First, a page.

Vestibular rehabilitation therapy is a highly effective way to substantially reduce or eliminate residual dizziness from labyrinthitis. VRT works by causing the brain to use already existing neural mechanisms for adaptation, neuroplasticity, and compensation. Vestibular neuritis rehabilitation is an effective and safe management to improve symptoms. The vestibular neuritis rehabilitation can improve symptoms or resolve the symptoms which is dependent on each individual. 
Rehabilitation strategies most commonly used are:
- Gaze stability exercises – moving the head from side to side while fixated on a stationary object (aimed at assisting the eye to fixate during head rotation without the input from the lost canal vestibulo–ocular reflex). An advanced progression of this exercise would be walking in a straight line while looking side to side by turning the head.
- Habituation exercises – movements designed to provoke symptoms and subsequently reduce the negative vestibular response upon repetition. Examples of these include Brandt–Daroff exercises.
- Functional retraining – including postural control, relaxation, and balance training.
These exercises function by challenging the vestibular system. Progression occurs by increasing the amplitude of the head or focal point movements, increasing the speed of movement, and combining movements such as walking and head turning.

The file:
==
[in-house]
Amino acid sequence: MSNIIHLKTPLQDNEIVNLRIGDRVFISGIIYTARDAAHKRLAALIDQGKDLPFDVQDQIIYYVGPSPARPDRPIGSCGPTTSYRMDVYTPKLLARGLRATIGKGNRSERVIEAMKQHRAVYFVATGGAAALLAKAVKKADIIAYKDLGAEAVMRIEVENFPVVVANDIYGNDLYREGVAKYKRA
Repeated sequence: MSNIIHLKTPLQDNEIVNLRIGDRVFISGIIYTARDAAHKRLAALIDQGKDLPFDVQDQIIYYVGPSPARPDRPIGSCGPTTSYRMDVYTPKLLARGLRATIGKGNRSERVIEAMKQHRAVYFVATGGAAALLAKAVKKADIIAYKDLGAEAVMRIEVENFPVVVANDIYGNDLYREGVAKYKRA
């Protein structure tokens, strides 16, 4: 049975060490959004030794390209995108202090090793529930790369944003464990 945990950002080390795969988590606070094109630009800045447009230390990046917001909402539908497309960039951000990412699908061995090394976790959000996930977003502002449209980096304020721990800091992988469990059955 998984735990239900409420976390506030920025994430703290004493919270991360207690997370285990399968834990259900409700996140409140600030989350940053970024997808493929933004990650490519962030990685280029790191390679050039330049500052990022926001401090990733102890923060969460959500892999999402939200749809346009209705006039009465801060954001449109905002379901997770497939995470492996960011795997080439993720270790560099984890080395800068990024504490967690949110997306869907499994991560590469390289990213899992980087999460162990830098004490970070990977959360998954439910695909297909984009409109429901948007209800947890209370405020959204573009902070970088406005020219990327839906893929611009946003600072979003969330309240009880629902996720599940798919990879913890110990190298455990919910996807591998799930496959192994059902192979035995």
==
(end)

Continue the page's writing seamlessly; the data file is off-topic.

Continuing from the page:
One study found that patients who believed their illness was out of their control showed the slowest progression to full recovery, long after the initial vestibular injury had healed. The study revealed that the patient who compensated well was one who, at the psychological level, was not afraid of the symptoms and had some positive control over them. Notably, a reduction in negative beliefs over time was greater in those patients treated with rehabilitation than in those untreated. "Of utmost importance, baseline beliefs were the only significant predictor of change in a handicap at 6 months follow-up."
Vestibular neuritis is generally a self-limiting disease. Treatment with drugs is neither necessary nor possible. The effect of glucocorticoids has been studied, but they have not been found to significantly affect long-term outcome.
Symptomatic treatment with antihistaminics such as cinnarizine, however, can be used to suppress the symptoms of vestibular neuritis while it spontaneously regresses. Prochlorperazine is another commonly prescribed medication to help alleviate the symptoms of vertigo and nausea.
Because mood disorders can hamper recovery from labyrinthitis, treatment may also include any co-occurring anxiety disorder or depression. Severe anxiety episodes are usually addressed by short-term benzodiazepine therapy.
Recovery from acute labyrinthine inflammation generally takes from one to six weeks, but it is not uncommon for residual symptoms such as dysequilibrium and dizziness to last for a couple of months.
Recovery from a temporary damaged inner ear typically follows two phases:
- An acute period, which may include severe vertigo and vomiting
- approximately two weeks of sub-acute symptoms and rapid recovery
Labyrinthitis affects approximately 35 million people per year (approximately 3.5 cases per 100,000 people). It typically occurs in those between 30 and 60 years of age, and there are no significant differences between male and female incidence rates. In 95% of cases, sufferers experience a single attack and fully recover. Vestibular rehabilitation showed a statistically significant increase in controlling symptoms over no intervention in people who have vestibular neuritis.